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BMW 3 Series 320d Saloon xDrive Review

Wait? A BMW 3 series saloon that’s also a 4×4? What sorcery is this? Rory Reid road tests and reviews the latest xDrive model to see whether it’s a viable alternative to an SUV.  

So you want the luxury, driving dynamics and looks of the excellent BMW 3 Series, but you’re worried about slipping off the road the minute the heavens open? Well you’re in luck; BMW has fitted a four-wheel-drive transmission to its iconic 3, which allows it to stick like glue to terra firma in even the most inclement weather. We hopped behind the wheel of the new BMW 3 Series 320d xDrive 4×4 to see whether this unusual underbelly tweak makes sense or if it’s a pointless waste of time and money.


You’ll be able to slip under the radar of even the most fervent anti-4×4 enviro-protesterThe BMW 320d xDrive is a 4×4, but not as you know it. To casual onlookers, it resembles any normal 3 Series. There’s no jacked up suspension, no black plastic wheel arches to give a false sense of ruggedness, nothing. The only thing that gives the game away is the inclusion of an xDrive badge on the rear so you’ll be able to slip under the radar of even the most fervent anti-4×4 enviro-protester.


BMW hasn’t bothered ruggedising any of the controls or farmer-proofing the seats.Inside, it’s a similar story. BMW hasn’t bothered ruggedising any of the controls, farmer-proofing the seats or adding chunky glove-friendly buttons. Everything is standard 3 Series, which is great, because the 3’s interior is about as sorted as you could wish. It’s beautiful to look at, well stitched together, logically-arranged and practical, with comfortable seats all round, a good driving position and creature comforts galore.

Performance & Handling

In practice, it feels very similar to drive to the normal rear-wheel-drive car, the xDrive system sending 60 per cent of torque to the rear wheels with the remainder being channeled to the front axle. That said, it can fire 100 per cent of torque to the front or rear depending on the situation. Hammer it out of a low speed corner with plenty of steering lock and it’ll oversteer in a similar fashion to the standard car, providing similar driving dynamics to its more conventional cousins.

The instant it detects a lack of traction, however, it’ll blast torque to the wheel or wheels that need it most, bringing the car back under control, which is a great safety net in hairy moments.

We actually found ourselves driving this model faster than we would the standard car due to the extra confidence and grip xDrive provides.Those moments are few and far between, however. We actually found ourselves driving this model faster than we would the standard car due to the extra confidence and grip xDrive provides. Our testing was limited to the slightly damp, sweeping and potentially treacherous roads of Inverness, Scotland, but try as we might, we couldn’t get the thing to break traction in any significant way.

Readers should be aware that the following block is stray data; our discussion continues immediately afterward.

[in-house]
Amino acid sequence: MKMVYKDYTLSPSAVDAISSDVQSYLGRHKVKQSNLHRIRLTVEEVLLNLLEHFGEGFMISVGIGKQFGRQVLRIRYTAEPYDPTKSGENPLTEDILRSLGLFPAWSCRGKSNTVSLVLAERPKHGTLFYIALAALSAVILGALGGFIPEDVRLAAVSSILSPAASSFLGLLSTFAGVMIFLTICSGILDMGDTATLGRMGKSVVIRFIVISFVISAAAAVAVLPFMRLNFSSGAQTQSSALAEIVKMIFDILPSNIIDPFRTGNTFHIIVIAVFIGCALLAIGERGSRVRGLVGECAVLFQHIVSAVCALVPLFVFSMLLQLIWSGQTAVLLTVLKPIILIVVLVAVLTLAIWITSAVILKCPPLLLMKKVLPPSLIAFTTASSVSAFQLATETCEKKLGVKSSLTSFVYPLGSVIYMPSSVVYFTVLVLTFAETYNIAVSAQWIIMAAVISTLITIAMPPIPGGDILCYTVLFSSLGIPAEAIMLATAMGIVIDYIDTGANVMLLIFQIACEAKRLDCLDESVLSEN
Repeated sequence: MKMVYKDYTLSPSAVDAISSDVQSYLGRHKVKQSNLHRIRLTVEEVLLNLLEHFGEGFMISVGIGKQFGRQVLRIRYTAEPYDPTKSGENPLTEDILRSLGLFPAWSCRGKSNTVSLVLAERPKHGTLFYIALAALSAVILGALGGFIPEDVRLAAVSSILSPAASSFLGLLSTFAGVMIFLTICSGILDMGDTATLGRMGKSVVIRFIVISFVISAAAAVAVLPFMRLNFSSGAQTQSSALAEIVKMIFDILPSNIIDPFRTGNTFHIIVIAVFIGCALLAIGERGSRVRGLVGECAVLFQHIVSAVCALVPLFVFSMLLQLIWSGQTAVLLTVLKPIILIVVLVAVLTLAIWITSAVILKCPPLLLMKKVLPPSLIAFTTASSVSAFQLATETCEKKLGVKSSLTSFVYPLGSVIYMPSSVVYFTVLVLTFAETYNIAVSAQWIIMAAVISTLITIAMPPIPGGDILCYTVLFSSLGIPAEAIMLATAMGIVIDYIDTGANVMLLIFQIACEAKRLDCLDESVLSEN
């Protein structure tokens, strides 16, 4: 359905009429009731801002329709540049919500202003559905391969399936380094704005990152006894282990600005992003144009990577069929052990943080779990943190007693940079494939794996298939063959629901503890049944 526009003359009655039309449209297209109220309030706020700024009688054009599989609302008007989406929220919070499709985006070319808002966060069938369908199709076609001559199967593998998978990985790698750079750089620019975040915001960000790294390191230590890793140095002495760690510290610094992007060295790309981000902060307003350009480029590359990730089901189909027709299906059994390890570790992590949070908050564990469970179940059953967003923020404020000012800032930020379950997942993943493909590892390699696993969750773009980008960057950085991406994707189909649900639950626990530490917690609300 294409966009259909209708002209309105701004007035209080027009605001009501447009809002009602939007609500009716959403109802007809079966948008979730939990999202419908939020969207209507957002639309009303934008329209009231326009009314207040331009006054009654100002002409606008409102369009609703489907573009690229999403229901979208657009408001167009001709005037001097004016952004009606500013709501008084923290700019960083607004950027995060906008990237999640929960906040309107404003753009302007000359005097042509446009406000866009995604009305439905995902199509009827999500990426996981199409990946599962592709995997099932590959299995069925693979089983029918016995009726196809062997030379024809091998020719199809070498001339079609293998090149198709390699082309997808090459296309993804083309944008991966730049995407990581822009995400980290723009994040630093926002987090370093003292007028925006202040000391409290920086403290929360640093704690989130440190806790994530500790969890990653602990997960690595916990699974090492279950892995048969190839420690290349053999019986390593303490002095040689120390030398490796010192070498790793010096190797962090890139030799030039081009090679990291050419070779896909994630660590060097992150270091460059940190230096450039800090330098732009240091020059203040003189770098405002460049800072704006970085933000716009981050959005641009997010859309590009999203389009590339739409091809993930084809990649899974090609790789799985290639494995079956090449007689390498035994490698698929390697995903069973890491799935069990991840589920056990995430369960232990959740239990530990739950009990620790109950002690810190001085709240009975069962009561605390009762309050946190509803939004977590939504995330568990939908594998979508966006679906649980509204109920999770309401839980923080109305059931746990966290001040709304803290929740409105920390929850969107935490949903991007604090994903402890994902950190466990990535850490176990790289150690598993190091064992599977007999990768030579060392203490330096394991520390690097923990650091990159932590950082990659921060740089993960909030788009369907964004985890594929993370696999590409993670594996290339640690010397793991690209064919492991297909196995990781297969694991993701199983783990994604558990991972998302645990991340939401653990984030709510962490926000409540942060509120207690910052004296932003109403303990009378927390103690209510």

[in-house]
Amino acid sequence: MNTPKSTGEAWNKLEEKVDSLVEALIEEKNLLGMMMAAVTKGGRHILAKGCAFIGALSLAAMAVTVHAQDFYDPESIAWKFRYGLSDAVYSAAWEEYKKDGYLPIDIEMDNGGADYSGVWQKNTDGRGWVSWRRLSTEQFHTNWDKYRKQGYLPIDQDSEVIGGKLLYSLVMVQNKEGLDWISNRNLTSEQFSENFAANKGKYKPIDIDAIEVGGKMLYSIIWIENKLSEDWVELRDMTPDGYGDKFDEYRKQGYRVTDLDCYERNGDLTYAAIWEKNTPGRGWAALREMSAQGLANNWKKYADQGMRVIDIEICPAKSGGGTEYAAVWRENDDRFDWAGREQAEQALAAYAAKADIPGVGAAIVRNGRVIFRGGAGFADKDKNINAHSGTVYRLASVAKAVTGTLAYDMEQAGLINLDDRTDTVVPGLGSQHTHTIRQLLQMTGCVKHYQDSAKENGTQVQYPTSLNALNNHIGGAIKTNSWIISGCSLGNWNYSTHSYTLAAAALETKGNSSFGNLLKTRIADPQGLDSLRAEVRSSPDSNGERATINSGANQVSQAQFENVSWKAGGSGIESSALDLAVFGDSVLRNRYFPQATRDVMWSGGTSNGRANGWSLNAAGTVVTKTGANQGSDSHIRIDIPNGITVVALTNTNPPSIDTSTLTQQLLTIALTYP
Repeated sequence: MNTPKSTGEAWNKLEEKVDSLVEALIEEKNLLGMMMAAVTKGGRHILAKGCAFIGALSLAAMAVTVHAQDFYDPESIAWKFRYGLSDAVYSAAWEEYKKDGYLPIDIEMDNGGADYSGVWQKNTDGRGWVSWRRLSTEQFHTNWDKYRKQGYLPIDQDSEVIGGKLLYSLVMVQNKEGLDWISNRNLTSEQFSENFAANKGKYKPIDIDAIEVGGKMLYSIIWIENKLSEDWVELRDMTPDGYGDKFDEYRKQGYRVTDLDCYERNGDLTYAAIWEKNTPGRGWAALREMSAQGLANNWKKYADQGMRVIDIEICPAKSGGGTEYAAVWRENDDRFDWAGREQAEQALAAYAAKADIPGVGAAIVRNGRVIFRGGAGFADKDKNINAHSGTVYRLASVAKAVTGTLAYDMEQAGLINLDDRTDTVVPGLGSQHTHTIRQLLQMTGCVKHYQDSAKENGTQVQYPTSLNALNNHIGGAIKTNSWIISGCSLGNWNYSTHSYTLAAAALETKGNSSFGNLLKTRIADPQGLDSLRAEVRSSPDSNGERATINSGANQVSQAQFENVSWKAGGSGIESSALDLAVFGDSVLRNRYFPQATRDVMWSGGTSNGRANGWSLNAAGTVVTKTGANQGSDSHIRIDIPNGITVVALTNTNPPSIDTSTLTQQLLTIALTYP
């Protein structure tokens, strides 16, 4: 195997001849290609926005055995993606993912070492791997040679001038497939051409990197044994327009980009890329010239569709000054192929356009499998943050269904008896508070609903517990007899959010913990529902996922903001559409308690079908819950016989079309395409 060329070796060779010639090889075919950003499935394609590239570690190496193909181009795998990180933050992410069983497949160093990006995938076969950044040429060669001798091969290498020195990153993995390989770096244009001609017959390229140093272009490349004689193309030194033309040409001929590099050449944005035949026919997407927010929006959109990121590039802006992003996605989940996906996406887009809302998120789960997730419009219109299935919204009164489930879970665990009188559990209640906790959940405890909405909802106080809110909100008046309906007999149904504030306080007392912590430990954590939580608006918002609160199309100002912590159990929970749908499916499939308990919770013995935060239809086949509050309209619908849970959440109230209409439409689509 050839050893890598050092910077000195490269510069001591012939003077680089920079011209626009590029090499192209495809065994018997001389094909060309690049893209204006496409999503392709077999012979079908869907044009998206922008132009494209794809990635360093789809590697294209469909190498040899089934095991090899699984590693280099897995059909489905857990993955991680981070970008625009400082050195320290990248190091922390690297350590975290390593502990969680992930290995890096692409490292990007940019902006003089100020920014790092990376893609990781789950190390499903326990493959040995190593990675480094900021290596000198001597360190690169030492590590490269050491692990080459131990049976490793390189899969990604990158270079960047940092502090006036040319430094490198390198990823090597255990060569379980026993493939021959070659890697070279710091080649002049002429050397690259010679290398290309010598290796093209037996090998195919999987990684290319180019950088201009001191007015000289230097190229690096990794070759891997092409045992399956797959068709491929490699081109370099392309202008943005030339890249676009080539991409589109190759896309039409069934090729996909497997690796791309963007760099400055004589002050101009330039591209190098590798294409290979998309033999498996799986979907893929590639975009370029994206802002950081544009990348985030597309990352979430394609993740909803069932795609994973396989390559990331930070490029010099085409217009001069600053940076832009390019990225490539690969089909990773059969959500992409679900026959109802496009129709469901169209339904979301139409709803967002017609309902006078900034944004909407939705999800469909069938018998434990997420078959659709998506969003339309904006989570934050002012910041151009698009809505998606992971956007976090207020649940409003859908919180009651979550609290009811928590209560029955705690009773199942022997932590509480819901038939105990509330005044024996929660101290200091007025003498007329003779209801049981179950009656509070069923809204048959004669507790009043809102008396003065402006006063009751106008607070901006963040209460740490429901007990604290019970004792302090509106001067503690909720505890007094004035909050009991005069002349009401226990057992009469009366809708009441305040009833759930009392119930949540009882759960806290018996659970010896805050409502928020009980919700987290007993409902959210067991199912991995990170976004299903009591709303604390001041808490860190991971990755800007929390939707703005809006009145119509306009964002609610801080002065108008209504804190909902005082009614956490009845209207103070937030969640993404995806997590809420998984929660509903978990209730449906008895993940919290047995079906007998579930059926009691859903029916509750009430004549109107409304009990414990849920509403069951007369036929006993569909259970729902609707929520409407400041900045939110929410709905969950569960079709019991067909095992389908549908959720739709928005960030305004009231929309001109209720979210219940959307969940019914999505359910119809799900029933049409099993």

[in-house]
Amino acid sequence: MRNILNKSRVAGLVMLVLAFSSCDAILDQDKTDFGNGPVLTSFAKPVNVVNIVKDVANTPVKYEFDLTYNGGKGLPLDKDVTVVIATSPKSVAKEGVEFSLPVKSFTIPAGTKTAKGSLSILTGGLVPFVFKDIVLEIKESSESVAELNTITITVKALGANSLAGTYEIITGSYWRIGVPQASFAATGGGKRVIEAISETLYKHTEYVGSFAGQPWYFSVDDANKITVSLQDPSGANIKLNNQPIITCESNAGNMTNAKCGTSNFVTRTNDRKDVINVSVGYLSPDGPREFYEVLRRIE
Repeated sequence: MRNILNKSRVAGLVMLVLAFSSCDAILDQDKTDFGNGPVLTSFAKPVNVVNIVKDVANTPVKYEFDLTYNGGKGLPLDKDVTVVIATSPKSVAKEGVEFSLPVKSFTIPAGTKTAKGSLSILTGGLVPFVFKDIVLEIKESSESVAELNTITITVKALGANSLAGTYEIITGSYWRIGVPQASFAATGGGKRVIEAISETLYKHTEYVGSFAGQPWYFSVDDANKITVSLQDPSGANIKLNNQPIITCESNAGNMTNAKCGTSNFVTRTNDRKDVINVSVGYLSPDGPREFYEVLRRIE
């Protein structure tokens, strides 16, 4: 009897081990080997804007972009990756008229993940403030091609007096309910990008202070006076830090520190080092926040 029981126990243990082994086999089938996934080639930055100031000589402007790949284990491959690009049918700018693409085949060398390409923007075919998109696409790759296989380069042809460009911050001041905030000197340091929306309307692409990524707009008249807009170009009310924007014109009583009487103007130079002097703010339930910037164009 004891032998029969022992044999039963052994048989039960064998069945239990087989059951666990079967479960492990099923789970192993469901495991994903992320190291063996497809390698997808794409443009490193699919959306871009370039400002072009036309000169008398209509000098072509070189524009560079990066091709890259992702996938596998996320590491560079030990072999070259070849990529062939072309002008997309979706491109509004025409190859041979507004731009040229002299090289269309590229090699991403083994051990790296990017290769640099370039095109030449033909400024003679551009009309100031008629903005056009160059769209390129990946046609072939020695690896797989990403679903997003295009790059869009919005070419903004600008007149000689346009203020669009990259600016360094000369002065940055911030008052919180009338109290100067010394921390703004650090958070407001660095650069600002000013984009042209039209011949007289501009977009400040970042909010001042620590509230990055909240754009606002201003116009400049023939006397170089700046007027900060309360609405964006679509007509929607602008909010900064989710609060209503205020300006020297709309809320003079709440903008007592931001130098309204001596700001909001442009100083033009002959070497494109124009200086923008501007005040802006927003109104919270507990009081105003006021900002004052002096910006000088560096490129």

Elsewhere, its performance is largely identical to that of the standard 3 Series. It rides beautifully, particularly in Comfort mode and feels agile in the Sport setting. Its braking ability was stunning, too. This facet has little or no bearing on its 4×4 nature, but it’s a reassuring trait nonetheless.

Bottom line: the BMW 3 Series xDrive is no off-roader – but it’ll tackle low-grip terrain like bigger, uglier wagons. Whereas rear-wheel-drive cars inherently struggle to put their power down in rain, sleet, snow or ice, this will keep going no matter what brand of weather Mother Nature decides to serve you.

Economy & Environment

4×4 cars are usually less efficient than those driven by a single axle, and the 3 Series 320d xDrive is no different. However CO2 emissions are a mere 124g/km, while fuel economy is an impressive 60.1mpg. The standard car, in comparison, spits 119g/km and returns 62.8mpg.

Equipment & Value

If you’ve ever found yourself sliding due to dodgy winter weather then  £1,500 is peanuts.The 3 Series 320d xDrive packs the same equipment and spec as the standard car. However the inclusion of xDrive will set you back an additional £1,500. We certainly can’t recommend paying for xDrive if you usually drive in areas where a lack of traction isn’t a primary concern, but if you’ve ever found yourself slipping and sliding due to dodgy winter weather then it’s a small price to pay.


The standard 3 Series is incredibly safe, racking up a healthy 5-star rating after its bettering at the hands of Euro NCAP. The xDrive model will perform almost identically in a crash situation, but it is arguably safer due to the fact it’s likely to keep you out of harm’s way in the first place.


If you’ve ever considered trading your saloon for a large 4×4 in the pursuit of better grip, but don’t want all the baggage involved with owning an SUV, the 3 Series 320d xDrive is worthy of consideration. We can’t recommend it for everyone – those who drive mostly on dry, grippy asphalt are better off pocketing the £1,500 premium and sticking with an ordinary 3 Series. But those who are worried about being stuck during cold weather snaps or careering off the road during heavy downpours will find this a capable, and confidence-inspiring alternative to an SUV.

Key Specs

Model tested: BMW 3 Series 320d xDrive SE Saloon
Engine: 2.0-litre diesel + 6-speed manual
Power: 184bhp
Torque: 380Nm
Economy: 60.1mpg
Emissions: 124g/km CO2
Price: From £29,910


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